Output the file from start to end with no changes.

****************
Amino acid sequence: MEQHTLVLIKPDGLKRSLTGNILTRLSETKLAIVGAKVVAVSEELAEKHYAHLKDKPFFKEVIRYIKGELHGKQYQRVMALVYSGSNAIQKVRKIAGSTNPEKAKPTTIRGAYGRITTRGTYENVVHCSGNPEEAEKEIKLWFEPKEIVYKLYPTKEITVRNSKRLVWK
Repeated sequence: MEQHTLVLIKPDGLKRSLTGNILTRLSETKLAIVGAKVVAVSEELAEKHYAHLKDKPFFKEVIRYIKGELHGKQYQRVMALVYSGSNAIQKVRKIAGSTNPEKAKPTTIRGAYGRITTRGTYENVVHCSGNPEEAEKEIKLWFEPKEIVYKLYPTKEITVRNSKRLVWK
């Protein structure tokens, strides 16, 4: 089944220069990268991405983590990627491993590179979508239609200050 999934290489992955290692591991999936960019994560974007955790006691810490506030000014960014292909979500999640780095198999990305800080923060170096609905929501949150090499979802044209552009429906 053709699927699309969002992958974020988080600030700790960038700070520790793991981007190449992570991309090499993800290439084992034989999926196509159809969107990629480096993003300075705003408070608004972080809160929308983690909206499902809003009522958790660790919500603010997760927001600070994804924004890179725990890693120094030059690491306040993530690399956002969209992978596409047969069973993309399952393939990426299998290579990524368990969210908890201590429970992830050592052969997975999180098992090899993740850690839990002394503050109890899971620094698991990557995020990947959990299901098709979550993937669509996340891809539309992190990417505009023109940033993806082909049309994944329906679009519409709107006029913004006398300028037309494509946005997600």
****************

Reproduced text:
Amino acid sequence: MEQHTLVLIKPDGLKRSLTGNILTRLSETKLAIVGAKVVAVSEELAEKHYAHLKDKPFFKEVIRYIKGELHGKQYQRVMALVYSGSNAIQKVRKIAGSTNPEKAKPTTIRGAYGRITTRGTYENVVHCSGNPEEAEKEIKLWFEPKEIVYKLYPTKEITVRNSKRLVWK
Repeated sequence: MEQHTLVLIKPDGLKRSLTGNILTRLSETKLAIVGAKVVAVSEELAEKHYAHLKDKPFFKEVIRYIKGELHGKQYQRVMALVYSGSNAIQKVRKIAGSTNPEKAKPTTIRGAYGRITTRGTYENVVHCSGNPEEAEKEIKLWFEPKEIVYKLYPTKEITVRNSKRLVWK
């Protein structure tokens, strides 16, 4: 089944220069990268991405983590990627491993590179979508239609200050 999934290489992955290692591991999936960019994560974007955790006691810490506030000014960014292909979500999640780095198999990305800080923060170096609905929501949150090499979802044209552009429906 053709699927699309969002992958974020988080600030700790960038700070520790793991981007190449992570991309090499993800290439084992034989999926196509159809969107990629480096993003300075705003408070608004972080809160929308983690909206499902809003009522958790660790919500603010997760927001600070994804924004890179725990890693120094030059690491306040993530690399956002969209992978596409047969069973993309399952393939990426299998290579990524368990969210908890201590429970992830050592052969997975999180098992090899993740850690839990002394503050109890899971620094698991990557995020990947959990299901098709979550993937669509996340891809539309992190990417505009023109940033993806082909049309994944329906679009519409709107006029913004006398300028037309494509946005997600």